At the CHI 2012 conference in Austin, Whitney joined Janice Tasi, Ben Bederson, Lorrie Faith Cranor and Herb Lin for a panel discussion - Occupy CHI! Engaging U.S. Policy Makers.
Lorrie Faith Cranor, from Carnegie Mellon’s CyLab, offered advice for anyone interested in getting involved in policy issues. Most of the audience worked in academic research, but her ideas are useful for anyone.
- Get up to speed. Do your reading. Government reports, reports from advocacy groups, relevant laws or regulations, and research papers will all help you learn the background and who else is working in this area.
- Follow current events. Identify and follow relevant mailing lists, blogs, Twitter feeds. Attend policy conferences, public hearings, or workshops.
- Do relevant research. Whether you are an academic researcher, or an advocate with research skills, find policy questions where empirical data, design ideas, or new skills will advance the debate.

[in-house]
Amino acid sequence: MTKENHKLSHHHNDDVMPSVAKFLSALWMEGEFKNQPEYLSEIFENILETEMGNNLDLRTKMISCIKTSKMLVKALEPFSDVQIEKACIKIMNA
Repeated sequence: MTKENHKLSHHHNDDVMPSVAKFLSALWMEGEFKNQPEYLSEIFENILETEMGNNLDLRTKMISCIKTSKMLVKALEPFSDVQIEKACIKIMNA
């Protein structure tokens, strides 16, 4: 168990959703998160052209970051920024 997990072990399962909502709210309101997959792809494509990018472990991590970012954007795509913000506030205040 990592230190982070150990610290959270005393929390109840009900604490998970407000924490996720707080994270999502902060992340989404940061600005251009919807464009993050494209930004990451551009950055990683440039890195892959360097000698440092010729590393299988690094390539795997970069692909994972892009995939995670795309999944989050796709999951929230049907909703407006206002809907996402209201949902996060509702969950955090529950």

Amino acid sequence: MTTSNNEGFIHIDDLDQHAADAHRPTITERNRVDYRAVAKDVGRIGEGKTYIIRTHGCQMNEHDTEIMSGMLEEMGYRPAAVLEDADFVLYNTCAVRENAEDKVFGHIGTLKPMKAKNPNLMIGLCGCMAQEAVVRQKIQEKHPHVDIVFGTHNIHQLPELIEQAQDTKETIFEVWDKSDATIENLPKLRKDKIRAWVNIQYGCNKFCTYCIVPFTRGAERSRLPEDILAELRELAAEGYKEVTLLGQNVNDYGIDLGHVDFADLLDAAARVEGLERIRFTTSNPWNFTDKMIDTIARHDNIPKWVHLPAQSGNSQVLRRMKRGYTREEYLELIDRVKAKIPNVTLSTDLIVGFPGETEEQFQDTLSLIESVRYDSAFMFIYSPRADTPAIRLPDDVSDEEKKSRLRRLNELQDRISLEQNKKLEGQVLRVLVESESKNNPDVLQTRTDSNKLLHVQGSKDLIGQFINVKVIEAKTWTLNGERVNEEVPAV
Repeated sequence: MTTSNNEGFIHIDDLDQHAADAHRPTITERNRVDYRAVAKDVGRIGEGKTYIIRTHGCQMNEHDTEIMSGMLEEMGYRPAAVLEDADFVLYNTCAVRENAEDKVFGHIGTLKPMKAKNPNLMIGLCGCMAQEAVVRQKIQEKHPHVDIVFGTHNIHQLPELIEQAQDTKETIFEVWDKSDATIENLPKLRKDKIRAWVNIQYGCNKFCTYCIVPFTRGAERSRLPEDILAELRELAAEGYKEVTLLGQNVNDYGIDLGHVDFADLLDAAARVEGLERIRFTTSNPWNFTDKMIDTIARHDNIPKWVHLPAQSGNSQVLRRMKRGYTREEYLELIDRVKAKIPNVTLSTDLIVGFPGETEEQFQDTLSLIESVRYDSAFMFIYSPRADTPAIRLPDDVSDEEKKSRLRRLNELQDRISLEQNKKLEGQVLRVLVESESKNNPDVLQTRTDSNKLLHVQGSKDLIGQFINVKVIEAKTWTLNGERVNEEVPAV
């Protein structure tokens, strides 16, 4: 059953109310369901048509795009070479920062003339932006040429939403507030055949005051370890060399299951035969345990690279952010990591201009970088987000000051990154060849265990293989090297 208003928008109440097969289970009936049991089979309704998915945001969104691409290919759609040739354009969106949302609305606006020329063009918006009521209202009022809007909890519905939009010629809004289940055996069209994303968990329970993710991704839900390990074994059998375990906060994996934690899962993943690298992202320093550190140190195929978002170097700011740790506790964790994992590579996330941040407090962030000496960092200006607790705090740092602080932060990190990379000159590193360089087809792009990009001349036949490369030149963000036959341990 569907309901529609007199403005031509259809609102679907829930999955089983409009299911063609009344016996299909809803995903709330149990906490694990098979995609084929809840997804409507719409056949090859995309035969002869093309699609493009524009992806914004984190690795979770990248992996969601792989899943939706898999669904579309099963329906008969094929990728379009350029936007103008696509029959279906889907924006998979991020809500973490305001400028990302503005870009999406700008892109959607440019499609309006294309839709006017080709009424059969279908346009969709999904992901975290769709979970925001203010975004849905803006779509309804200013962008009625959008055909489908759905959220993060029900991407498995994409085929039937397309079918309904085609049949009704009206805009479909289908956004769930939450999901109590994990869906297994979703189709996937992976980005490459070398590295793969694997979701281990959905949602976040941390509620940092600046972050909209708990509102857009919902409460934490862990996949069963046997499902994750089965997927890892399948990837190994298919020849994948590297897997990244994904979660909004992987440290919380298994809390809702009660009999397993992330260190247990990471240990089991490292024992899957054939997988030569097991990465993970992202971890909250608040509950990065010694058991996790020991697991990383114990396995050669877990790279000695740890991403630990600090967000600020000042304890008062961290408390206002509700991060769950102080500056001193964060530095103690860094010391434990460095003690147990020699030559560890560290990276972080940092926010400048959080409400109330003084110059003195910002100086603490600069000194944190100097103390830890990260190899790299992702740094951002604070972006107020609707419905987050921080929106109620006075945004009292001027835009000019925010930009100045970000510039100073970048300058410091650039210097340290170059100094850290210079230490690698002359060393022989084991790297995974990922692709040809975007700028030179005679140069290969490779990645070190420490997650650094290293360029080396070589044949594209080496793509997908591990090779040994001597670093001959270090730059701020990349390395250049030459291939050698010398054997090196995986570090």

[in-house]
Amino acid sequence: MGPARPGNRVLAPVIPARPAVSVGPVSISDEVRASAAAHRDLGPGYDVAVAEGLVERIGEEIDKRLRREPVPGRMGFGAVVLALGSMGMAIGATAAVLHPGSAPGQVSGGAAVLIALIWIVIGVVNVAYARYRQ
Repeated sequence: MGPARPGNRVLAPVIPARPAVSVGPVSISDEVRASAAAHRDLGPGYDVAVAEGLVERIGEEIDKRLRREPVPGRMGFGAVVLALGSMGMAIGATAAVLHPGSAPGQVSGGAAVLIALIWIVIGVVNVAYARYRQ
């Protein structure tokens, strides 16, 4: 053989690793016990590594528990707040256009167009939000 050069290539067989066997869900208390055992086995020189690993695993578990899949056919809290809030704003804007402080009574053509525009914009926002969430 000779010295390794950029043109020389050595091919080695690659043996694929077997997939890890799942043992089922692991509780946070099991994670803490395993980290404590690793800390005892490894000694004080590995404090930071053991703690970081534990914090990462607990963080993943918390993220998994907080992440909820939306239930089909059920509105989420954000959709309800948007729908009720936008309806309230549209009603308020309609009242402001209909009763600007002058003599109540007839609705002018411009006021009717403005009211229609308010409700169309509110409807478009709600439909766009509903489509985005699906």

- Make your research (or views) easy to understand. Don’t expect policy-makers and their staff to read long research papers.
- Network. Meet other researchers, meet staff of government agencies, industry, and other activists. Let them know about your work.
- Get involved. Standards committees, policy groups, public task forces are all opportunities to get involved, but all demand time and a commitment.
Her final advice echoes what we’ve learned at Usability in Civic Life:
- Public policy moves slowly.
- But be prepared to respond quickly.
There are legislative cycles, long public review periods, and time for consultation with a wide range of stakeholders. But when things move, they often move very fast. On one project, we were told to expect a draft of a bill and to be ready to say whether we could support it – on the spot.